Werewolves on Wheels
1971, U.S., Dark Sky Films (DVD)
by Justin Stewart
The title implies hairy-campy horror-fun and the film delivers itâ€”nothing misleading about that. Itâ€™d take a right stickler to quibble over the fact that at no point in the movie do multiple werewolves ride any wheeled vehicle, and that when one of the gang does his ride lasts under a minute. There have been more egregious titular bait-and-switches: obvious ones like Live Nude Girls and Sorcerer, and then the more frequent abuses within the horror genre. At 16, it took me weeks to shake the shock of I Dismember Mama, an almost entirely gore-free, cerebral ambling mess, the title of which I only later learned was a pun on an older film. So despite the paucity of actual werewolves (and also their shabby, subâ€“Teen Wolf tossed-on furskins when they are onscreen), be sure that Werewolves on Wheels is true to its ridiculous title in spirit.
On the commentary track, director/writer Michel Levesque and co-writer David Kaufman punctuate their laughter and self-deprecation with possible elevated interpretations of their movie. Itâ€™s a â€śmythical history of the Hellâ€™s Angels,â€ť its unveiling of clandestine satanic rituals an indictment of world politics, where all sweeping, evil decisions seem to take place in â€śsecret enclaves.â€ť The most satisfying explanation is that itâ€™s a â€śpayback to Easy Riderâ€ť, as the gangâ€™s own rock-scored, tracking shot bad-assness is two-upped by a badder power. If any of this sounds at all pretentious, itâ€™s lightened with admissions that they were just giving the studio what they wanted, namely gore (thereâ€™s really not all that much), fights, and those far-out tracking shots hippies just couldn't get enough of.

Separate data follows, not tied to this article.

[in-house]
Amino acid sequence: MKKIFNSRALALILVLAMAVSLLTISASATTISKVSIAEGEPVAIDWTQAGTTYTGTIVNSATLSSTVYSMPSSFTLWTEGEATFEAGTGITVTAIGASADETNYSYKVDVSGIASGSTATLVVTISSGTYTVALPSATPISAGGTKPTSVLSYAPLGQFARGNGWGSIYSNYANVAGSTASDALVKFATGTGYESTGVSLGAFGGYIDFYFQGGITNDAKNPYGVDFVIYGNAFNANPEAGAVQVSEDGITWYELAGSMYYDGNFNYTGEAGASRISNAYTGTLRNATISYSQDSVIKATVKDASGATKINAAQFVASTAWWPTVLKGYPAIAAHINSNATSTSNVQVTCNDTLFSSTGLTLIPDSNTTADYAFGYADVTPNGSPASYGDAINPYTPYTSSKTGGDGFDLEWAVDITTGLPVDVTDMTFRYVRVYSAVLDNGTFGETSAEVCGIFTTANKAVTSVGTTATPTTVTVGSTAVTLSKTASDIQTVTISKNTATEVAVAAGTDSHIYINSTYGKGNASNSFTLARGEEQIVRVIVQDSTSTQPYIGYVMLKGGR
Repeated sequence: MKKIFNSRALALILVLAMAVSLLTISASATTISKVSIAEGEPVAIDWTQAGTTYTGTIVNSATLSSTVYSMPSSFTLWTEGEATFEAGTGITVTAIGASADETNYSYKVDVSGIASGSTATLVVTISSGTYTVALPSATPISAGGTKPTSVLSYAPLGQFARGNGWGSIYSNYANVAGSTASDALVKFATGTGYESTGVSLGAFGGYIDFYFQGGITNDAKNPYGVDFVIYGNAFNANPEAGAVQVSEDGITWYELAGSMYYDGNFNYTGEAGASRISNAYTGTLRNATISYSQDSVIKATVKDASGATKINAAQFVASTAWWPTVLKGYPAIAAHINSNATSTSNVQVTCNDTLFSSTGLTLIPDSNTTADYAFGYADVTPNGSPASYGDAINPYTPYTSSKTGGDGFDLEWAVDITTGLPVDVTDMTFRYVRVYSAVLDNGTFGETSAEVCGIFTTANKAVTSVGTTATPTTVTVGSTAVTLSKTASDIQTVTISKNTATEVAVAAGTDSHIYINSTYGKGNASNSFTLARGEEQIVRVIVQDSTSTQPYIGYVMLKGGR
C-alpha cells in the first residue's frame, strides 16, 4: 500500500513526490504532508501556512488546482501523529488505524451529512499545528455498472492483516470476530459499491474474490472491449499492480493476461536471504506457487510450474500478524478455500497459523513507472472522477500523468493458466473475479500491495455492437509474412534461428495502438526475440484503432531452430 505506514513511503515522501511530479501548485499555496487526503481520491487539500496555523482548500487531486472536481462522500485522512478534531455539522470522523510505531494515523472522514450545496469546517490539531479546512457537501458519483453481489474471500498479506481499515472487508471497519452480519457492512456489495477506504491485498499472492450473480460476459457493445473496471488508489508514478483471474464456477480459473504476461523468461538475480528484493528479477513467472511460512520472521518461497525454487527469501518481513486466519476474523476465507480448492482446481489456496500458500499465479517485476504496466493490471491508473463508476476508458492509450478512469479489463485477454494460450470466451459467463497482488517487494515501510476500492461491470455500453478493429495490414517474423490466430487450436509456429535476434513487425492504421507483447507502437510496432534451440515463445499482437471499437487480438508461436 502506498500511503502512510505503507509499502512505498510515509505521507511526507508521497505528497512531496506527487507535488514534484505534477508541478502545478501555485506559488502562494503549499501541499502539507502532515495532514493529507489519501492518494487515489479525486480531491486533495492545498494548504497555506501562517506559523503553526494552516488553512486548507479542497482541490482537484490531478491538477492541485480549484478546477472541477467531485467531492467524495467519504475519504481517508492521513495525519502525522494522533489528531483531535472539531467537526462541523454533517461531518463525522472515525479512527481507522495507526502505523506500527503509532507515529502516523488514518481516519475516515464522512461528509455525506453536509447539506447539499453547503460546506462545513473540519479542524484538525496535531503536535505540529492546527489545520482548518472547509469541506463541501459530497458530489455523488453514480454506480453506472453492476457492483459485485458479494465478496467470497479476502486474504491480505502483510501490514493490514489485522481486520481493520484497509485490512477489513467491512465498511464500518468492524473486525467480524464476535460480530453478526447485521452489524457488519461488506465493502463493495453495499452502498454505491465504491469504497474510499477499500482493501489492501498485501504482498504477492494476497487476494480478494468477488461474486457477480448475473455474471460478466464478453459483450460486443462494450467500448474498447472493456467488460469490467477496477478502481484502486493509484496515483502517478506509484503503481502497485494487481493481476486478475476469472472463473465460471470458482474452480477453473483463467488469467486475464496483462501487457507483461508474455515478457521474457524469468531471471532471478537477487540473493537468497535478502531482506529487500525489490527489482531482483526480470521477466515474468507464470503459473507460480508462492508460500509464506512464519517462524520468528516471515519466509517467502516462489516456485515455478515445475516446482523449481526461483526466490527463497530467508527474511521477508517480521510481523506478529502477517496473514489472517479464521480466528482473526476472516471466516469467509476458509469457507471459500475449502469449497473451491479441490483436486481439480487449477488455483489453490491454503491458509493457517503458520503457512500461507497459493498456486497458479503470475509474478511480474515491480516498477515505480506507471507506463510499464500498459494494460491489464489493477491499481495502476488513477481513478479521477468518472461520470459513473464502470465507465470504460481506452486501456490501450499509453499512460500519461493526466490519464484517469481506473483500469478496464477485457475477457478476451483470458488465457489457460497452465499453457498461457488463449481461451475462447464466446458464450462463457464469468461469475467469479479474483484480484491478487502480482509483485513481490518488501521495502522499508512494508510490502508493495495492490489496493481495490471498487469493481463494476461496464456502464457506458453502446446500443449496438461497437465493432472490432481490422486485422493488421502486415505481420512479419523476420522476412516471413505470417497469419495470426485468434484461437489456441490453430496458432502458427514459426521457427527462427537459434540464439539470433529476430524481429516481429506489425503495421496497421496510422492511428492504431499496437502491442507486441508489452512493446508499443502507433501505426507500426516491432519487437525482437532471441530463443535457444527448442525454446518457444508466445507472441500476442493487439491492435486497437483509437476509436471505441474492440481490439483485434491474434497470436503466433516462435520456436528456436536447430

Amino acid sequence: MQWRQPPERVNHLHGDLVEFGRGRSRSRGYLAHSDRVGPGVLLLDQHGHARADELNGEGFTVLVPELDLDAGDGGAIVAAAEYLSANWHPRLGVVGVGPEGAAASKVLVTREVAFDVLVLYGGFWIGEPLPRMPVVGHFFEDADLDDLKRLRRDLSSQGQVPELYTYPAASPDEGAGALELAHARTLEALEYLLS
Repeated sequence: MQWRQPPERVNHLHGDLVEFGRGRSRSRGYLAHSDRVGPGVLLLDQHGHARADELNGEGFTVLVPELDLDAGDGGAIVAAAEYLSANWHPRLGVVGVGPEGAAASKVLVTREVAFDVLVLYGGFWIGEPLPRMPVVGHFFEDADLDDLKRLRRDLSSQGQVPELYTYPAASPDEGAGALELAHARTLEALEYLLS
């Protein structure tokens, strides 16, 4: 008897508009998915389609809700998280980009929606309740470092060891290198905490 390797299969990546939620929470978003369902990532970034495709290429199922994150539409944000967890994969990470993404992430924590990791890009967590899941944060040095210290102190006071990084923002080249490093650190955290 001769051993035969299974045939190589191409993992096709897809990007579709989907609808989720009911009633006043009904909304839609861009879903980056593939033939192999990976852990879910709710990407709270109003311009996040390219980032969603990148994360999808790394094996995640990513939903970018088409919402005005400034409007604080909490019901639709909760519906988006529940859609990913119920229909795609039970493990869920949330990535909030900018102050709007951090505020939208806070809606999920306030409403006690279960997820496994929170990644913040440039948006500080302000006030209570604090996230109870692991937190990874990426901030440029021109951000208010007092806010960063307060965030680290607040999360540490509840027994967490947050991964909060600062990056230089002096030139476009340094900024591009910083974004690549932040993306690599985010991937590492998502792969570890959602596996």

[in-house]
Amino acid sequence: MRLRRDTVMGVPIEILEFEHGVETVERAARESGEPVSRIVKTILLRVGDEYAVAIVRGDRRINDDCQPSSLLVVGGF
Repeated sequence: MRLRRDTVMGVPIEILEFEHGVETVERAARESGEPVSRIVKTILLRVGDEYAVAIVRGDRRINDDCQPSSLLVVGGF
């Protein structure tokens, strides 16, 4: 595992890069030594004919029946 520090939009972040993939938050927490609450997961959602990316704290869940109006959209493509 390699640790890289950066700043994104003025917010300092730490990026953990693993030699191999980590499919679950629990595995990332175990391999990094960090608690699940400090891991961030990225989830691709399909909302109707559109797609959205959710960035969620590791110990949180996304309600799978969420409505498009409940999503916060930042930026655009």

The movieâ€™s funny, condescending irony, its carefully pieced together atmosphere of dread (basically a lot of bird-flock cutaways), and the electrifying use of Don Gereâ€™s Suicide-monotone psychedelic score are evidence that the filmmakers took this gig at least somewhat seriously. It follows the biker gang (called, ha, The Devil's Advocates), led by George Romero look-alike Stephen Oliver, as they roll along terrorizing truckers, stealing gas, and scaring cowherds, before stumbling onto the grounds of a satanic castle. There, the irreverent louts rudely gorge themselves on bread and wine that they don't know is drugged. At night, the clan (led by â€śOne,â€ť played deadpan by cult figure Severn Darden) lure a female biker into their grips, with hopes that she'll become Satanâ€™s bride. After a surprisingly lengthy nude dance (with snake), the girl and the rest of the gang come to, beat the shit out of the monks, and flee. Theyâ€™ve been tainted, but remain cynical (â€śShit, yeah [I could be a monk]. All you gotta do is say your ooh-blah-doo-blahs and chase some pretty bride around an altarâ€ť).
Except for a rich, perhaps surreptitiously captured interlude between the bikers and a disgusted gas station owner (â€śWeâ€™re lost.â€ť â€śThatâ€™s for goddamn sure. Thatâ€™s for goddamn sure. Thatâ€™s for goddamn sureâ€ť), the rest of the movie is one or more hairy hell beast picking the gang off (or are they offing each other?) one by one. Broken down, Werewolves on Wheels is essentially an almost Scary/Not Another Teen/Date Movieâ€“like laugh at a glut of hippie righteous motorcycle movies from the late Sixties (Hell's Angels on Wheels, The Cycle Savages, Easy Rider) plenty apt for deflation. The snake dances and throat slashes are a bonus.